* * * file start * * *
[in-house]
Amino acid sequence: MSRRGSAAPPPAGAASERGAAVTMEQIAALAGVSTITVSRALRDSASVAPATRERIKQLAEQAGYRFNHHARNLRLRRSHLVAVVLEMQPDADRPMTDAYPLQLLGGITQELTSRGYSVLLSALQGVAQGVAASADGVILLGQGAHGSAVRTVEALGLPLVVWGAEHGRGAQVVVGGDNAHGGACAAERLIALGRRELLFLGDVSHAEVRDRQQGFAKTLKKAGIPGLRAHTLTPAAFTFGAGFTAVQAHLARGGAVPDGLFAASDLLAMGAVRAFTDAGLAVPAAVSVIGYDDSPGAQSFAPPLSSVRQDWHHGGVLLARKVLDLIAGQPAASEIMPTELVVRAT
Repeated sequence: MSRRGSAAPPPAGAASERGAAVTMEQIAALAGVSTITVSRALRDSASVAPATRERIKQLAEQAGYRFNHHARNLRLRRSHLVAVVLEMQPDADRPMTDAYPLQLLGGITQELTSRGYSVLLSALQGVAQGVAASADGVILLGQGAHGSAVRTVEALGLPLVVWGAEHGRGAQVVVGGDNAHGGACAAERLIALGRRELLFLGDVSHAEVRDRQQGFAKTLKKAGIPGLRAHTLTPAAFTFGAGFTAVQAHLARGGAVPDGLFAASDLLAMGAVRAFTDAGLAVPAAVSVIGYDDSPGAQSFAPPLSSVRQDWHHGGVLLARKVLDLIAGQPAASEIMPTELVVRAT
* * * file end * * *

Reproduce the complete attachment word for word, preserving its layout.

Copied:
[in-house]
Amino acid sequence: MSRRGSAAPPPAGAASERGAAVTMEQIAALAGVSTITVSRALRDSASVAPATRERIKQLAEQAGYRFNHHARNLRLRRSHLVAVVLEMQPDADRPMTDAYPLQLLGGITQELTSRGYSVLLSALQGVAQGVAASADGVILLGQGAHGSAVRTVEALGLPLVVWGAEHGRGAQVVVGGDNAHGGACAAERLIALGRRELLFLGDVSHAEVRDRQQGFAKTLKKAGIPGLRAHTLTPAAFTFGAGFTAVQAHLARGGAVPDGLFAASDLLAMGAVRAFTDAGLAVPAAVSVIGYDDSPGAQSFAPPLSSVRQDWHHGGVLLARKVLDLIAGQPAASEIMPTELVVRAT
Repeated sequence: MSRRGSAAPPPAGAASERGAAVTMEQIAALAGVSTITVSRALRDSASVAPATRERIKQLAEQAGYRFNHHARNLRLRRSHLVAVVLEMQPDADRPMTDAYPLQLLGGITQELTSRGYSVLLSALQGVAQGVAASADGVILLGQGAHGSAVRTVEALGLPLVVWGAEHGRGAQVVVGGDNAHGGACAAERLIALGRRELLFLGDVSHAEVRDRQQGFAKTLKKAGIPGLRAHTLTPAAFTFGAGFTAVQAHLARGGAVPDGLFAASDLLAMGAVRAFTDAGLAVPAAVSVIGYDDSPGAQSFAPPLSSVRQDWHHGGVLLARKVLDLIAGQPAASEIMPTELVVRAT